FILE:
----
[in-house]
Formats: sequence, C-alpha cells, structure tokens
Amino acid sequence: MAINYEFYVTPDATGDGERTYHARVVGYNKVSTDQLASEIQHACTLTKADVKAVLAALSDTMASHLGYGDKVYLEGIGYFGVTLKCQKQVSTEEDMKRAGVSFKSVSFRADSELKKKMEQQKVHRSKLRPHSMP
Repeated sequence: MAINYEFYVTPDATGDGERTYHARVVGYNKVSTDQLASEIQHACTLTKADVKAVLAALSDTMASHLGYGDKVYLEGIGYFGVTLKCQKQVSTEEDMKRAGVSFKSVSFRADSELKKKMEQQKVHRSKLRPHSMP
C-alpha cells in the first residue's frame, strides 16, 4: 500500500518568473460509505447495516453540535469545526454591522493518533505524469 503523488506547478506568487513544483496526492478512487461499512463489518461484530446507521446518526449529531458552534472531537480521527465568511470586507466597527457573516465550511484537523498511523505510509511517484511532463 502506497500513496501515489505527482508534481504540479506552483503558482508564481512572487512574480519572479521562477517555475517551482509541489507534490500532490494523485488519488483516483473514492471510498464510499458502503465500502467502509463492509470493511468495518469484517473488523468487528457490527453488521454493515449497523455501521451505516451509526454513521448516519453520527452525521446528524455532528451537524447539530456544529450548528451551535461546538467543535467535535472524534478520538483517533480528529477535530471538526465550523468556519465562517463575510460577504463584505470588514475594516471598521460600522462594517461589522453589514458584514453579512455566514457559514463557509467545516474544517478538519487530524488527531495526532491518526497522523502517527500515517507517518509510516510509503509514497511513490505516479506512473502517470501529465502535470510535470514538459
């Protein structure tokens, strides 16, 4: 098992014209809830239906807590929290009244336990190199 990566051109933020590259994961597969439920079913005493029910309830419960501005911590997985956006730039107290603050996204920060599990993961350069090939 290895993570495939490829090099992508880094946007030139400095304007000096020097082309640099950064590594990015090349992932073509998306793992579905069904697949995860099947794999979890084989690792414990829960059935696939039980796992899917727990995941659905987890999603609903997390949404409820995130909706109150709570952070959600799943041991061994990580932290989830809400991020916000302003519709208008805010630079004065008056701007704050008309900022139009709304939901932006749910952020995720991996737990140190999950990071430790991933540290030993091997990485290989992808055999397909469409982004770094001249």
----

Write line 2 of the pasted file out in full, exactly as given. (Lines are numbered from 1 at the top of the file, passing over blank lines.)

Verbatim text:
Formats: sequence, C-alpha cells, structure tokens